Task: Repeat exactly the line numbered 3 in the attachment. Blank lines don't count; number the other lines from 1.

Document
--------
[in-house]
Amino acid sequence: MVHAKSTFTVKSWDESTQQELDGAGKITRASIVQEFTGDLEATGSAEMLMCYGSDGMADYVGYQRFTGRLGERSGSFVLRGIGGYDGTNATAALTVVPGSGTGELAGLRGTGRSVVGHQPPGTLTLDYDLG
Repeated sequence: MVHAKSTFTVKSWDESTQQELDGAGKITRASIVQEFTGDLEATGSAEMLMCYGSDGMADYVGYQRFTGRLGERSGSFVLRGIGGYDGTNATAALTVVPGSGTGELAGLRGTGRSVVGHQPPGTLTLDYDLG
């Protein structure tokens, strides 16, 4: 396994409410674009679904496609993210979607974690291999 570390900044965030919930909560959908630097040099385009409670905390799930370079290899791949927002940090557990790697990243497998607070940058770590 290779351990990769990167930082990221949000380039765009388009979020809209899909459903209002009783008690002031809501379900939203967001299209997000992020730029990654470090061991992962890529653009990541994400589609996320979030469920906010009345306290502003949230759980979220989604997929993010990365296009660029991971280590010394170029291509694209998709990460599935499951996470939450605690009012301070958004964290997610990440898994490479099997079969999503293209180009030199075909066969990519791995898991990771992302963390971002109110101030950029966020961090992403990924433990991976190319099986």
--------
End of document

Repeated sequence: MVHAKSTFTVKSWDESTQQELDGAGKITRASIVQEFTGDLEATGSAEMLMCYGSDGMADYVGYQRFTGRLGERSGSFVLRGIGGYDGTNATAALTVVPGSGTGELAGLRGTGRSVVGHQPPGTLTLDYDLG